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5e6bff5755d70.image Roanoke’s Red Cross volunteers, shown here campaigning to sell Liberty Bonds for the World War I effort, tended to people stricken with the flu during the 1918 pandemic. (Courtesy of Virginia Room, Roanoke Main Library )

Roanoke fought a war against a flu pandemic in 1918

By Ralph Berrier Jr.
via the Roanoke Times (VA) newspaper

During the afternoon of Sept. 23, 1918, Wiley W. Eastwood left work early, complaining of chills and a fever, and went to his bed in his Highland Avenue home.

Friends visited him the next morning, when news of his grave condition made rounds of the neighborhood. By noon, Eastwood was dead — the first Roanoke resident to die of influenza during the infamous “Spanish flu” pandemic of 1918.

Over the next month, more than 4,000 Roanokers were struck with the flu, as sickness swept up citizens from all walks of life: orphans, railroad workers, soldiers, millhands, health care workers, college students and scores more.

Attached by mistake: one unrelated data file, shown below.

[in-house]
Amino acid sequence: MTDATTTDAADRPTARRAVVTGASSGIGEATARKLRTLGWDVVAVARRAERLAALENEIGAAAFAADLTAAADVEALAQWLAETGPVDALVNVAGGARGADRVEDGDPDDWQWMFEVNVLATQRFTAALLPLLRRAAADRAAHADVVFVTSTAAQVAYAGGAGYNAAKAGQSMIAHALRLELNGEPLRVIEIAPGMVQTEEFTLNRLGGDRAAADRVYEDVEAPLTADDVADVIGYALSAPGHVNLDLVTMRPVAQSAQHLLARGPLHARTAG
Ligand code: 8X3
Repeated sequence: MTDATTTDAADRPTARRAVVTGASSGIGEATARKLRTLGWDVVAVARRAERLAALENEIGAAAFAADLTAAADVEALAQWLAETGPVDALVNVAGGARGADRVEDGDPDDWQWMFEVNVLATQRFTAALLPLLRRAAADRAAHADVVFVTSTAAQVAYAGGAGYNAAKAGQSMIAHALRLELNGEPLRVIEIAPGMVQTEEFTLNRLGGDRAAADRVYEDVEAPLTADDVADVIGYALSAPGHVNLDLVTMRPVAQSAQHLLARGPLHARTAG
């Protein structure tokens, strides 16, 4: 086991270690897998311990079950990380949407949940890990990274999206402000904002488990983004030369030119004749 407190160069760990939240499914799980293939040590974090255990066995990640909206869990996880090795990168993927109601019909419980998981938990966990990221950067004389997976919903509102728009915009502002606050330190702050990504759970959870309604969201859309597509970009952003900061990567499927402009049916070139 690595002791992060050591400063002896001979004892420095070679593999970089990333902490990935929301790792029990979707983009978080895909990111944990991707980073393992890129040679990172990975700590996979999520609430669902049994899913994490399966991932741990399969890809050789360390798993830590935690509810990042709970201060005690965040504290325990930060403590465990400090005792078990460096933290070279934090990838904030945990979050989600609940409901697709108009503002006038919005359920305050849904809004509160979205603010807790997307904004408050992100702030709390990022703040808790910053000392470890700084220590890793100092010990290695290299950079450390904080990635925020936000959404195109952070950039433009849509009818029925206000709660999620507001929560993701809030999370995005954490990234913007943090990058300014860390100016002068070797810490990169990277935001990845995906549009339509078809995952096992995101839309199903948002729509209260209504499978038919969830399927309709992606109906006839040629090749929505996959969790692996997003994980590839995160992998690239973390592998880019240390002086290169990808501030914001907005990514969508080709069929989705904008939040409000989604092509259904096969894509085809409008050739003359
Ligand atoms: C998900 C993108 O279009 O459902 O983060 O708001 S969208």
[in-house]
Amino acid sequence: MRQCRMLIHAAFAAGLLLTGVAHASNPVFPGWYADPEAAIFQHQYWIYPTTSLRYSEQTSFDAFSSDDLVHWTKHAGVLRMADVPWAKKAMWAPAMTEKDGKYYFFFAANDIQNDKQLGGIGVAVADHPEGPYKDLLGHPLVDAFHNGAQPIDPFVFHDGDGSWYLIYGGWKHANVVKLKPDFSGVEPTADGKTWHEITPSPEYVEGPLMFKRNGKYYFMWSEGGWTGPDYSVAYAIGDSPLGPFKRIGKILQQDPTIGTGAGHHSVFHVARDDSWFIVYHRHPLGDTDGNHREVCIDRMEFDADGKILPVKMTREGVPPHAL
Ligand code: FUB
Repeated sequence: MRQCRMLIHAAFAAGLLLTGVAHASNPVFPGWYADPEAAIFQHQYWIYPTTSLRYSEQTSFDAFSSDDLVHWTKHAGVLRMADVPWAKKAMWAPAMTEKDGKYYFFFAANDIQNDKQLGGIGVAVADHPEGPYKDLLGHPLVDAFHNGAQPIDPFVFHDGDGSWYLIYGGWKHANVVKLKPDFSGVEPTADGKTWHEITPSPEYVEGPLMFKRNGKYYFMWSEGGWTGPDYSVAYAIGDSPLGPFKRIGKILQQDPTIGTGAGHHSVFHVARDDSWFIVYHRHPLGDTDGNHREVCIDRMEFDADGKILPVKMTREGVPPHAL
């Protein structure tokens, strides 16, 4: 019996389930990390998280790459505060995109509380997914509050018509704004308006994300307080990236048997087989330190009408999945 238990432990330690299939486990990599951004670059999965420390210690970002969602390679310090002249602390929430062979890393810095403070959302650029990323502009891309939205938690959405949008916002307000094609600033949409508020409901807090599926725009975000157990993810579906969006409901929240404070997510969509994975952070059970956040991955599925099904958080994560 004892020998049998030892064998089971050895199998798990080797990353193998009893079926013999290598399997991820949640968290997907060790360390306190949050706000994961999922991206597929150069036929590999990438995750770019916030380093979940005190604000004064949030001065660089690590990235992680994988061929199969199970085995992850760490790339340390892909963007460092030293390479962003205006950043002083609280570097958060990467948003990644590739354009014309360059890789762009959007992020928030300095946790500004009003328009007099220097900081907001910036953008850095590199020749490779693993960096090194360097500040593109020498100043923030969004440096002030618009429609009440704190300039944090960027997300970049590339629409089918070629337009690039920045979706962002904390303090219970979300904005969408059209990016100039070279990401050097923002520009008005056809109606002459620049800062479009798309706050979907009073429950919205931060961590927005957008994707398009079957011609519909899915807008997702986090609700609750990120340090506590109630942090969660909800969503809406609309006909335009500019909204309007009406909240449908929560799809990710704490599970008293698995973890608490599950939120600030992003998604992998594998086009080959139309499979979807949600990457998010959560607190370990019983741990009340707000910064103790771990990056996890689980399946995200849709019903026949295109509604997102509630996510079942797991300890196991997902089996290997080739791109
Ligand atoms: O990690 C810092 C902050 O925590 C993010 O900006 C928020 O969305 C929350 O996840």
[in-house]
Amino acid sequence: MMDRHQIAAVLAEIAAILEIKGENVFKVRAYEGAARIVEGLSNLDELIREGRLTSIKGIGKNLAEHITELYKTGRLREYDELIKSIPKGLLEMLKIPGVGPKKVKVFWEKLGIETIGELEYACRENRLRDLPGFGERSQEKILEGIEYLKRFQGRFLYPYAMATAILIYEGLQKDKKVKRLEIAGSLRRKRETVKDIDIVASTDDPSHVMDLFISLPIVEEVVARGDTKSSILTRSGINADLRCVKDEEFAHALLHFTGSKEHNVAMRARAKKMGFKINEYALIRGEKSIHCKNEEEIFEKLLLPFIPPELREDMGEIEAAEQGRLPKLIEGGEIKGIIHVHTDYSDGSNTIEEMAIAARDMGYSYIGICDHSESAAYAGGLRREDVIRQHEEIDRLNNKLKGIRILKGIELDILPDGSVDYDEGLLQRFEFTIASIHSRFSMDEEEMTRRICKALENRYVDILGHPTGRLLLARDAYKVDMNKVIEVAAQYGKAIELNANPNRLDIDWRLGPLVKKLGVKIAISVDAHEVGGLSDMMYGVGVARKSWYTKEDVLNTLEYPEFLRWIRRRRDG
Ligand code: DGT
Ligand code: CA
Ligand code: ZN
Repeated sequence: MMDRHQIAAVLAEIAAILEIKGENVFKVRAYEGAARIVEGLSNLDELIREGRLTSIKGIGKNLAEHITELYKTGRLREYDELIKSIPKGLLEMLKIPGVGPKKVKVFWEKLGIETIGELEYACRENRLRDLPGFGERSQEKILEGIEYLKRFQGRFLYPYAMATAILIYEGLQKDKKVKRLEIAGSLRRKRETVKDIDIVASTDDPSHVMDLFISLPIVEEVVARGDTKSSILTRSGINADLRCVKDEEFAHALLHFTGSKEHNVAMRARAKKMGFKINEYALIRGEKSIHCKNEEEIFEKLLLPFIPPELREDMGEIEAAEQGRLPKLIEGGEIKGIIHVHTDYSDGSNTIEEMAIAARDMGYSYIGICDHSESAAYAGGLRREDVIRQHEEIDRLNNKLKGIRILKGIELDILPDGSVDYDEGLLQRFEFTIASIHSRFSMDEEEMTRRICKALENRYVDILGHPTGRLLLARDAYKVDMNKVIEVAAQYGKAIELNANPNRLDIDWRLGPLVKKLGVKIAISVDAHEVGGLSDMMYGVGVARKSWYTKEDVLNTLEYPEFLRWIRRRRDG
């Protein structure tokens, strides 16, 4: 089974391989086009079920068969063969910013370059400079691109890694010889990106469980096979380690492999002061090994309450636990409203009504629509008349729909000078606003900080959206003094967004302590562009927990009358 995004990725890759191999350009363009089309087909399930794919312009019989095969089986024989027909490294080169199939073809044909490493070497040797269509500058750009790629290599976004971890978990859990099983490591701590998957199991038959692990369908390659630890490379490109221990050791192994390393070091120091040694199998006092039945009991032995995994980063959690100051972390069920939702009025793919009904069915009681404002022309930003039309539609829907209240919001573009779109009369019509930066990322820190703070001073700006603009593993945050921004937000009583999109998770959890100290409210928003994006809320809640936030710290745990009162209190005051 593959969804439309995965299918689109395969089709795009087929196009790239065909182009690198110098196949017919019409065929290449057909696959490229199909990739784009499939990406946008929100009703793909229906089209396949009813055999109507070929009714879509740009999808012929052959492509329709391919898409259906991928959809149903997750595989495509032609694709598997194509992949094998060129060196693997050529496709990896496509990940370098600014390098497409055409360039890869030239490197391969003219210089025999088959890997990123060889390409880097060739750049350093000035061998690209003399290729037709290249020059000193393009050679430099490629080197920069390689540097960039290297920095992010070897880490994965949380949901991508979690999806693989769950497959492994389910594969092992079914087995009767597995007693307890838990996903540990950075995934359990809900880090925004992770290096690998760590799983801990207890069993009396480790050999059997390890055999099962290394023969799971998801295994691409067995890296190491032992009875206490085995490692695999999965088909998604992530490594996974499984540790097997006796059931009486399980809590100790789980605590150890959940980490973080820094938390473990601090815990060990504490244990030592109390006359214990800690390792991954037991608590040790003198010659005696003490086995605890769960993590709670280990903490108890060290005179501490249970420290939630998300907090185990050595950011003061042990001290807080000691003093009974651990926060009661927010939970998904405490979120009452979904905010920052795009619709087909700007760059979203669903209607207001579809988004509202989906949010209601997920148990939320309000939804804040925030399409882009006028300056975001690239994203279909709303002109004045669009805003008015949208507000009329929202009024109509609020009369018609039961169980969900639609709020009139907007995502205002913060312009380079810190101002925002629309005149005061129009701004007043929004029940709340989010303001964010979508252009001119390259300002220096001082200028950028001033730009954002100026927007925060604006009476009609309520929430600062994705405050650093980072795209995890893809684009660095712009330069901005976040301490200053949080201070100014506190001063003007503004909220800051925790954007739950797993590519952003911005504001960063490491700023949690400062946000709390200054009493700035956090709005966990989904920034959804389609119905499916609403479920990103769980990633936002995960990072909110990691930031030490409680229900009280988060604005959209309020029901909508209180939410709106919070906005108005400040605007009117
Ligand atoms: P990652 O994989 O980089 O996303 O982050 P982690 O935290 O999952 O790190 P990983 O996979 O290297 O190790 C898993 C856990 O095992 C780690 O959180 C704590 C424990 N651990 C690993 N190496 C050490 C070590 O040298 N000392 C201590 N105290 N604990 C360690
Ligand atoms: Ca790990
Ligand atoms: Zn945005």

Some 85 people died in 31 days, according to Roanoke historian Nelson Harris, who wrote about the 1918 flu pandemic in his book “Hidden History of Roanoke.”

Perhaps 50 million people died worldwide during the flu outbreak in 1918-19, a number that included 675,000 Americans, according to the Centers for Disease Control and Prevention. Nearly 12,000 Virginians died of the flu, 10 times more than died on the battlefields during World War I.

Roanoke had experience fighting disease pandemics in its early boomtown years. The stagnant, unsanitary downtown, where disgusting rivulets of animal and human waste flowed in the open down muddy streets, served as a giant Petri dish for germs and disease. 

Read the entire article on the Roanoke Times web site.

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